Crypto companies are moving their money from banks to asset managers as the turmoil in global banks continue, but industry insiders don’t see the bank failures as the end of banking for the crypto sector.
The turmoil in the banking industry has so far led to three major bank failures in the US with the collapse of the crypto-friendly banks Silvergate, Silicon Valley Bank (SVB) and Signature Bank.
To mitigate further damage to the crypto industry, some companies are now taking a hard look at where and how they store their money, Bloomberg reported on Tuesday.
It added that many crypto companies have found it difficult to find new banking partners in the wake of the bank collapses, and said asset management firms – not traditional banks – now stand out as more attractive options for the industry.
Per the report, a growing number of crypto companies have reached out to Fidelity Investments and other asset managers for help, with one crypto industry executive telling Bloomberg that he has referred around 25 companies to Fidelity in the last three days alone to Fidelity. The companies included crypto market makers and venture firms focused on the crypto industry, he said, while adding:
“Fidelity isn’t a traditional bank, but they’re certainly safer than the tier-two-and-beyond banks.”
Crypto is “incredibly resilient”
According to Tey El-Rjula, co-founder & CEO of crypto ramping company FLUUS, the failure of several crypto-friendly banks will be felt by the industry, but it is unlikely to pose any major problems.
“it’s important to note that the crypto industry is incredibly resilient and has shown the ability to adapt to changing circumstances,” El-Rjula said in a comment shared with Cryptonews.com.
He added that many other financial institutions are currently working on new types of solutions for the crypto industry, and that new on-ramps to crypto naturally will emerge as the sector grows.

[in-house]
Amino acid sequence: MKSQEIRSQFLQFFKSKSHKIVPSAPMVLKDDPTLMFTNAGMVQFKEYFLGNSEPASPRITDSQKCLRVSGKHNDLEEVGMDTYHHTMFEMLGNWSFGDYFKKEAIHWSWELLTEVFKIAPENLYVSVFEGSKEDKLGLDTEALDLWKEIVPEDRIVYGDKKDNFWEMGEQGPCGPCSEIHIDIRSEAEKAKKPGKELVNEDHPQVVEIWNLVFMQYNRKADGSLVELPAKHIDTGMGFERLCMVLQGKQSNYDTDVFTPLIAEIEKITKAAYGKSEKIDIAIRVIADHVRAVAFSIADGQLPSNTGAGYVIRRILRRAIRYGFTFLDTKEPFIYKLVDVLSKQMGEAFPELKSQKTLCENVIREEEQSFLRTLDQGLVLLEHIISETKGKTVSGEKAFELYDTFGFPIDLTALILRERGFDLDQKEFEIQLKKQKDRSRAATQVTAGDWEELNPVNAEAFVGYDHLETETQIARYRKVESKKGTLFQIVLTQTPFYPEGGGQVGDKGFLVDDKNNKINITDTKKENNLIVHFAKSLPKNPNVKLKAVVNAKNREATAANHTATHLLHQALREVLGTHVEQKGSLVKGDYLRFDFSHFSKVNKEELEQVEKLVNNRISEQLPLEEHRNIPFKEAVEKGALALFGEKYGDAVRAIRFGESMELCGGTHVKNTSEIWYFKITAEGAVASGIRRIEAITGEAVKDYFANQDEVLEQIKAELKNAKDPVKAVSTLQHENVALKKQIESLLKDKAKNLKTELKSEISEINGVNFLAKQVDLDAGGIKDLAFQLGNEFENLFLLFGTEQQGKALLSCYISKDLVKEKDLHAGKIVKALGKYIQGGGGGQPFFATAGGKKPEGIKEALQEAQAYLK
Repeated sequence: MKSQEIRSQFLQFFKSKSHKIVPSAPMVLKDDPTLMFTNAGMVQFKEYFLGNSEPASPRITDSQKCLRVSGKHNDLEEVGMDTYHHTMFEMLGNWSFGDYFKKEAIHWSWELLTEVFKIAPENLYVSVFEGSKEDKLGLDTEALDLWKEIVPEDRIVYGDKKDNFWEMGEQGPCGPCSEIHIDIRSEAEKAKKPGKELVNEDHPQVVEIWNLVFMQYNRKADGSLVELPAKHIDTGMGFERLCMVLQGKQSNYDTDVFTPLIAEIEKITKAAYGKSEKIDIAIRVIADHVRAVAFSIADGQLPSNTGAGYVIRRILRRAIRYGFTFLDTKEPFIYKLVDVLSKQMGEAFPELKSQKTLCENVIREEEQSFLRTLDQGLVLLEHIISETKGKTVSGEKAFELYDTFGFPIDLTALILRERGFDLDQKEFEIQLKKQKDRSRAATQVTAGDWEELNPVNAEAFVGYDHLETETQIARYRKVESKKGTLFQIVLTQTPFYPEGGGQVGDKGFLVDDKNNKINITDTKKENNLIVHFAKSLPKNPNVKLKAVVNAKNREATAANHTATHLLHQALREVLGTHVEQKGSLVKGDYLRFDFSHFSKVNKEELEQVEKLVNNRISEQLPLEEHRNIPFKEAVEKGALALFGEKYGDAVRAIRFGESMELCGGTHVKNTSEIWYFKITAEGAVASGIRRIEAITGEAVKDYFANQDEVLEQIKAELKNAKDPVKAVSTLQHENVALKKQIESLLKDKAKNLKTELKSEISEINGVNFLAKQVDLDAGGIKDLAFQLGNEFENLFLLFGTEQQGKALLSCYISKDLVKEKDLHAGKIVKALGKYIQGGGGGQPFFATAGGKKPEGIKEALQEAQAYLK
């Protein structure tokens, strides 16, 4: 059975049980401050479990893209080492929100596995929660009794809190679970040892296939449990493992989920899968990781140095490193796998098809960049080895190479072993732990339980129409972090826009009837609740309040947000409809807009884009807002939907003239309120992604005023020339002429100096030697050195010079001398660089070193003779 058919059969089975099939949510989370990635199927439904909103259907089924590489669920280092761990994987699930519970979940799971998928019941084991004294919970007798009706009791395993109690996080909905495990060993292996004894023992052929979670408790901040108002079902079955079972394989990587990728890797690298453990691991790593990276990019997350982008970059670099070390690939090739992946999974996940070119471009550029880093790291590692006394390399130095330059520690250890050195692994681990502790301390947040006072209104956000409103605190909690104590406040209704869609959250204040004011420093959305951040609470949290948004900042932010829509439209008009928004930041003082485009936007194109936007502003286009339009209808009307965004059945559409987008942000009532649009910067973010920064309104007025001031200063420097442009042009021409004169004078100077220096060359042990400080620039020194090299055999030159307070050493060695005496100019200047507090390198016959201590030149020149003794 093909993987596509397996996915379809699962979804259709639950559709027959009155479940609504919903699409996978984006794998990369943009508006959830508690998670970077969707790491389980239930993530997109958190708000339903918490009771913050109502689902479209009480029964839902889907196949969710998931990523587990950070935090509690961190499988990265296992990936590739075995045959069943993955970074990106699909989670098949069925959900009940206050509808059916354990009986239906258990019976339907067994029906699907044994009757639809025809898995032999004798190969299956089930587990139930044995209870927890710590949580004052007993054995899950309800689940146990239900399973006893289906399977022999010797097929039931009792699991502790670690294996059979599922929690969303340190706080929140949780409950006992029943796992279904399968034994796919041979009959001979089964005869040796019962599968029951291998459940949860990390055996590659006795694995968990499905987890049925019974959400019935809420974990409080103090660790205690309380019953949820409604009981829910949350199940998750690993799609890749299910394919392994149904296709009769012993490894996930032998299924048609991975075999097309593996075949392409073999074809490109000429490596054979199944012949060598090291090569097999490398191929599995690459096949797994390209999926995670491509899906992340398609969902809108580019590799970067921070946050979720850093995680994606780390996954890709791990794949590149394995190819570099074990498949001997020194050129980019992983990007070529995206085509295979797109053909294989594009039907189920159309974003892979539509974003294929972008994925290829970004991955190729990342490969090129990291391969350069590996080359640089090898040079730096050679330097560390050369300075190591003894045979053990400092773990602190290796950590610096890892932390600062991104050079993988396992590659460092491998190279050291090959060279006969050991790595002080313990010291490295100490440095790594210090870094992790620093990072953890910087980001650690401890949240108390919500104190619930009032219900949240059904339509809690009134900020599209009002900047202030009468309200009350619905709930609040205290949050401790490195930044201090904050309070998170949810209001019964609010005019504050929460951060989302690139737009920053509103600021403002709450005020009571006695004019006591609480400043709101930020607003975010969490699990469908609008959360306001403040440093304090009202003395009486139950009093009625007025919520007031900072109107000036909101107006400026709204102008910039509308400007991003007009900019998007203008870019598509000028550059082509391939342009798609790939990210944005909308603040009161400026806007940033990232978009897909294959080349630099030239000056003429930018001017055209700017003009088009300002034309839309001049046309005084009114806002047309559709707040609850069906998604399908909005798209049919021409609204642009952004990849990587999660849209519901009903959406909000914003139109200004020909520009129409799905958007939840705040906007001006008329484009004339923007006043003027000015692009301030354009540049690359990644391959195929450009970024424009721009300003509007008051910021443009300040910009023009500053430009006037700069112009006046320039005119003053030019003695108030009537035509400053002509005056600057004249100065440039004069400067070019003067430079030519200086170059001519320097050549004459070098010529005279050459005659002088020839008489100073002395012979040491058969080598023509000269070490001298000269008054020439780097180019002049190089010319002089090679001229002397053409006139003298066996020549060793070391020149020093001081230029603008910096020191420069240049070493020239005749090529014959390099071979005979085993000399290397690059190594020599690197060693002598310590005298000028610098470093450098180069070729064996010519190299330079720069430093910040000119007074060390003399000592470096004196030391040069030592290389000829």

El-Rjula also pointed out that peer-to-peer platforms and decentralized exchanges (DEXs) are growing, which could be seen as a natural development given the difficulties crypto companies have had with banking, saying:
“These platforms allow users to trade crypto directly with each other without the need for a centralised intermediary like a bank.”
Not a plan to “choke crypto”
Also commenting to Cryptonews.com, Berk Ozdogan, Head of Strategy at crypto exchange Dexalot, took issue with the narrative that has been pushed by some in the crypto community about the banking crisis somehow being part of a plan to choke crypto.
“While the closure of SVB, Silvergate and Signature is a setback for the financial services sector, I don’t buy into the ‘this was intentional to choke crypto’ narrative,” Ozdogan said in a comment on Wednesday.
He explained that both SVB and Signature Bank had customer bases that were “much wider” than just Web3 firms, and said the narrative therefore doesn’t make much sense.
Still, the failure of the three banks has opened up the door for other banks to serve the crypto industry, Ozdogan pointed out.
Banks with “stronger risk management practices” can now “excel and grab market share,” he said.